Futures Studies, Foresight, or Futurology is the practice and art of postulating possible, probable, and preferable futures. Futures studies (colloquially called "Futures" by many of the field's practitioners) seeks to understand what is likely to continue, what is likely to change, and what is novel. Part of the discipline thus seeks a systematic and pattern-based understanding of past and present, and to determine the likelihood of future events and trends. Futures is an interdisciplinary field, studying yesterday's and today's changes, and aggregating and analyzing both lay and professional strategies, bets and opinions with respect to tomorrow. It includes analyzing the sources, patterns, and causes of change and stability in the attempt to develop foresight and to map possible futures. Around the world the field is variously referred to as futures studies, strategic foresight, futurology, futuristics, futures thinking, futuring, futuribles (in France, the latter is also the name of the important 20th century foresight journal published only in French), and prospectiva (in Spain and Latin America). Futures studies (and one of its subdisciplines, strategic foresight) are the academic field's most commonly used terms in the English-speaking world.

Foresight may be the oldest term for the field. In a 1932 BBC broadcast the visionary author H.G. Wells called for the establishment of "Departments and Professors of Foresight," presaging the development of modern academic futures studies by approximately 40 years. Futurology is a term common in encyclopedias, though it used almost exclusively by nonpractitioners today, at least in the English-speaking world. Futurology is defined as the "study of the future." The term was coined by German professor Ossip K. Flechtheim in the mid-1940s, who proposed it as a new branch of knowledge that would include a new science of probability. This term may have fallen from favor in recent decades because modern practitioners stress the importance of alternative and plural futures, rather than one monolithic future, and the limitations of prediction and probability, versus the creation of possible and preferable futures.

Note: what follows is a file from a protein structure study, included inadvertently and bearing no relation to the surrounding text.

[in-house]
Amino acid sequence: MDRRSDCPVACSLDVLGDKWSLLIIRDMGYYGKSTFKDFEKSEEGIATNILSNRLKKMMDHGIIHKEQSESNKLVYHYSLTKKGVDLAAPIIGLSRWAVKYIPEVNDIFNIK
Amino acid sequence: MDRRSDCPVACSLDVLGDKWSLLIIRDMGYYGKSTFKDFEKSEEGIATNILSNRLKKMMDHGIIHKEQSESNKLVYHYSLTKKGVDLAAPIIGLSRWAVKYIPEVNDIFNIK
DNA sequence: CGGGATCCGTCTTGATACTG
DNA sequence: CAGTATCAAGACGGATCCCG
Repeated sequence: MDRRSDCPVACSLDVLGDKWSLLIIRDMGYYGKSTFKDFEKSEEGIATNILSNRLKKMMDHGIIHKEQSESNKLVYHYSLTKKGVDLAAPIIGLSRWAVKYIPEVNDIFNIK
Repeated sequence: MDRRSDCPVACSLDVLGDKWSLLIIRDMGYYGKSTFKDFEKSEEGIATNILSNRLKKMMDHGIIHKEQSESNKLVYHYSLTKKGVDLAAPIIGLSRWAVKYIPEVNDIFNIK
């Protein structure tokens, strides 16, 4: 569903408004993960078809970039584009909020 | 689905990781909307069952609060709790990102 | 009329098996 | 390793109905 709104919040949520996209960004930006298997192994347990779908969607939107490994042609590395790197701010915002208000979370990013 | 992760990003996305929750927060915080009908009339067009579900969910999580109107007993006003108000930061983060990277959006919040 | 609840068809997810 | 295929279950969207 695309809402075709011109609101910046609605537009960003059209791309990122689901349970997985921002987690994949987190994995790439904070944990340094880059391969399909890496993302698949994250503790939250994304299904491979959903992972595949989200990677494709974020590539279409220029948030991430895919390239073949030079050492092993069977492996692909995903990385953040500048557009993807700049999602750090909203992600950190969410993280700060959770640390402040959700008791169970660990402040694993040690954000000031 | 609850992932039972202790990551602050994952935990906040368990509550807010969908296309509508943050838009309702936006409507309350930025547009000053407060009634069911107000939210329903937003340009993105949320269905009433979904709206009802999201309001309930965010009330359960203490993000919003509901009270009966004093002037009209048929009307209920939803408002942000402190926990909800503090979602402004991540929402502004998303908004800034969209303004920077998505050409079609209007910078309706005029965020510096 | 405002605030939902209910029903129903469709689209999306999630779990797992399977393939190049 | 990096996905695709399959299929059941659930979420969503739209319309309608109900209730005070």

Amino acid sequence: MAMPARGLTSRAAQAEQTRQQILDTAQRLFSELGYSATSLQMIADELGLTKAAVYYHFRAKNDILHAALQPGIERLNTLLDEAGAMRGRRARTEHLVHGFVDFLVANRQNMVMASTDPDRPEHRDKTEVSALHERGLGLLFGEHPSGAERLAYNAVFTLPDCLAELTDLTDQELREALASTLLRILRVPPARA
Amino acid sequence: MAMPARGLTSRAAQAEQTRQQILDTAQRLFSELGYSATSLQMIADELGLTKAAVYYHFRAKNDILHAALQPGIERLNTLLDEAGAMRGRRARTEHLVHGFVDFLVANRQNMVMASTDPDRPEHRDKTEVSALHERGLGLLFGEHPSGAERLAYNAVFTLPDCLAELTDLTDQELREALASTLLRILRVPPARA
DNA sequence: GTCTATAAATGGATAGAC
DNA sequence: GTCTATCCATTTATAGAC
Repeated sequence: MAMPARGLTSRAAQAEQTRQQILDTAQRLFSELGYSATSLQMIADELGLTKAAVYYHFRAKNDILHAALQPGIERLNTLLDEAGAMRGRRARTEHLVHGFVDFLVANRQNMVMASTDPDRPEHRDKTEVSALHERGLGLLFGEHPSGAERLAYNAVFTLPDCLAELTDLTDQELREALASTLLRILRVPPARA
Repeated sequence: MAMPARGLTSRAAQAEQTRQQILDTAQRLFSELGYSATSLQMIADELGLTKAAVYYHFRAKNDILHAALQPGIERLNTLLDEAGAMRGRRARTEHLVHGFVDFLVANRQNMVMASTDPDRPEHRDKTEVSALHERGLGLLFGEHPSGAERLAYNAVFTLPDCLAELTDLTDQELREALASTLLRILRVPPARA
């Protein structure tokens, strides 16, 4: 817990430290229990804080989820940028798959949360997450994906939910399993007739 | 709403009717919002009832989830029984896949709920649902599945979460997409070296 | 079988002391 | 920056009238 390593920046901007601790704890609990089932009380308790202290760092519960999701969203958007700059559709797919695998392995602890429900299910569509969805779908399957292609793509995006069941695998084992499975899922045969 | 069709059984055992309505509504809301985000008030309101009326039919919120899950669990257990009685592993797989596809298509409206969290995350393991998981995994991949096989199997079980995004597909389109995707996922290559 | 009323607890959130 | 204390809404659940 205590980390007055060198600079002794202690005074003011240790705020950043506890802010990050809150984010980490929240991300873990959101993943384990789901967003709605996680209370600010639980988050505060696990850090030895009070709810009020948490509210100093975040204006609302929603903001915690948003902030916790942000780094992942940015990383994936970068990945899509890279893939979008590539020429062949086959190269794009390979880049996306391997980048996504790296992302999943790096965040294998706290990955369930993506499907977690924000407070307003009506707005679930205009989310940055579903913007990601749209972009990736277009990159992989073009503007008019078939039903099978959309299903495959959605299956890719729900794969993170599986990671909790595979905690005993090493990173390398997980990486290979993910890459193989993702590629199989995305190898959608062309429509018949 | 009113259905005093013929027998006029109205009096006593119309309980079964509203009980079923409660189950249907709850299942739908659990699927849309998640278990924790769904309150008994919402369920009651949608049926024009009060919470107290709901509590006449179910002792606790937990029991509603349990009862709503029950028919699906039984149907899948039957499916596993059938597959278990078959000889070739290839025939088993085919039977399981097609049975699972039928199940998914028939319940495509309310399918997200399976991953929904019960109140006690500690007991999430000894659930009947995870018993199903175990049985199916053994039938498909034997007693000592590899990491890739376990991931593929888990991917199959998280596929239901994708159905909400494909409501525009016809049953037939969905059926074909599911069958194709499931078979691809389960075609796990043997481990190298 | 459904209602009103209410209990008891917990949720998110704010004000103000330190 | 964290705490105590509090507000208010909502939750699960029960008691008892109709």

Two factors usually distinguish futures studies from the research conducted by other disciplines (although all disciplines overlap, to differing degrees). First, futures studies often examines not only possible but also probable, preferable, and "wild card" futures. Second, futures studies typically attempts to gain a holistic or systemic view based on insights from a range of different disciplines.

Futures studies does not generally include the work of economists who forecast movements of interest rates over the next business cycle, or of managers or investors with short-term time horizons. Most strategic planning, which develops operational plans for preferred futures with time horizons of one to three years, is also not considered futures. But plans and strategies with longer time horizons that specifically attempt to anticipate and be robust to possible future events, are part of a major subdiscipline of futures studies called strategic foresight.

The futures field also excludes those who make future predictions through professed supernatural means. At the same time, it does seek to understand the models such groups use and the interpretations they give to these models.

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This definition is part of a series that covers the topic of Future Trends. The Official Guide to Future Trends is Frank Feather.

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